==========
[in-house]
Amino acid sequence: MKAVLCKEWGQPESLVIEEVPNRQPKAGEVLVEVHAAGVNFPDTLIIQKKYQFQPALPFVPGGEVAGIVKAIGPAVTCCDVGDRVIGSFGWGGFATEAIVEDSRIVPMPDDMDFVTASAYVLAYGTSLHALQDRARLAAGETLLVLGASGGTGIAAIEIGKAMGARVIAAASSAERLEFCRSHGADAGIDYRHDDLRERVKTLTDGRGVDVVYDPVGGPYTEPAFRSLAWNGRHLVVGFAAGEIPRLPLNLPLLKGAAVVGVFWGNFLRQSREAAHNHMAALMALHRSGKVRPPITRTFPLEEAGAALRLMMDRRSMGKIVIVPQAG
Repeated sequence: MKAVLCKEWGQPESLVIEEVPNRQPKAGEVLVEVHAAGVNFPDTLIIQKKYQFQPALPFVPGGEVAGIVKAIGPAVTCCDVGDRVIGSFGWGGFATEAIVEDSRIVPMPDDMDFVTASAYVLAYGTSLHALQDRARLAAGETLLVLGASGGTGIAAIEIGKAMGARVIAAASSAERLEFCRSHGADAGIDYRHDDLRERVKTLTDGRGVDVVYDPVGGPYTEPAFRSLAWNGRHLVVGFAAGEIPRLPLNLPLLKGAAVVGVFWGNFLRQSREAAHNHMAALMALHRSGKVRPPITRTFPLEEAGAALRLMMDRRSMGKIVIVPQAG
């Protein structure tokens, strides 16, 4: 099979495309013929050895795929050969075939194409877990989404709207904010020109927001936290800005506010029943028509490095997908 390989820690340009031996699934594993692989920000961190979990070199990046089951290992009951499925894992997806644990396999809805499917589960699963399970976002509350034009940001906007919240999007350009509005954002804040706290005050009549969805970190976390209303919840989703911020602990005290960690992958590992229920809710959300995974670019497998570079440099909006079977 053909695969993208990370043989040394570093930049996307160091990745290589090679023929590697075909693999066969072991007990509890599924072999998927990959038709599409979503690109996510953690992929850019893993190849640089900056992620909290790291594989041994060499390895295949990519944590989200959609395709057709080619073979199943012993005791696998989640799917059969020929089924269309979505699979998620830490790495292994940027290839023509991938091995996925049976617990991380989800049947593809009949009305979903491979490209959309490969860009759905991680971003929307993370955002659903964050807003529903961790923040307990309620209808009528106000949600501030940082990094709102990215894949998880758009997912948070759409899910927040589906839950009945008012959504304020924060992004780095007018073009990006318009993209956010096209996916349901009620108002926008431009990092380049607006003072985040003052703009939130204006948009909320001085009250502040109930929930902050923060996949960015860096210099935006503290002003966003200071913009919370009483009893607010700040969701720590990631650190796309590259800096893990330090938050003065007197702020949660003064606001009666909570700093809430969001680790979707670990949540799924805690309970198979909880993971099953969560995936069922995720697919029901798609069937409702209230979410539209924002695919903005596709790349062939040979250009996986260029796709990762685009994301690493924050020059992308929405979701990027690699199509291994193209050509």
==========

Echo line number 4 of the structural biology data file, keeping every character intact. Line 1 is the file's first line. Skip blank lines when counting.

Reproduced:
């Protein structure tokens, strides 16, 4: 099979495309013929050895795929050969075939194409877990989404709207904010020109927001936290800005506010029943028509490095997908 390989820690340009031996699934594993692989920000961190979990070199990046089951290992009951499925894992997806644990396999809805499917589960699963399970976002509350034009940001906007919240999007350009509005954002804040706290005050009549969805970190976390209303919840989703911020602990005290960690992958590992229920809710959300995974670019497998570079440099909006079977 053909695969993208990370043989040394570093930049996307160091990745290589090679023929590697075909693999066969072991007990509890599924072999998927990959038709599409979503690109996510953690992929850019893993190849640089900056992620909290790291594989041994060499390895295949990519944590989200959609395709057709080619073979199943012993005791696998989640799917059969020929089924269309979505699979998620830490790495292994940027290839023509991938091995996925049976617990991380989800049947593809009949009305979903491979490209959309490969860009759905991680971003929307993370955002659903964050807003529903961790923040307990309620209808009528106000949600501030940082990094709102990215894949998880758009997912948070759409899910927040589906839950009945008012959504304020924060992004780095007018073009990006318009993209956010096209996916349901009620108002926008431009990092380049607006003072985040003052703009939130204006948009909320001085009250502040109930929930902050923060996949960015860096210099935006503290002003966003200071913009919370009483009893607010700040969701720590990631650190796309590259800096893990330090938050003065007197702020949660003064606001009666909570700093809430969001680790979707670990949540799924805690309970198979909880993971099953969560995936069922995720697919029901798609069937409702209230979410539209924002695919903005596709790349062939040979250009996986260029796709990762685009994301690493924050020059992308929405979701990027690699199509291994193209050509």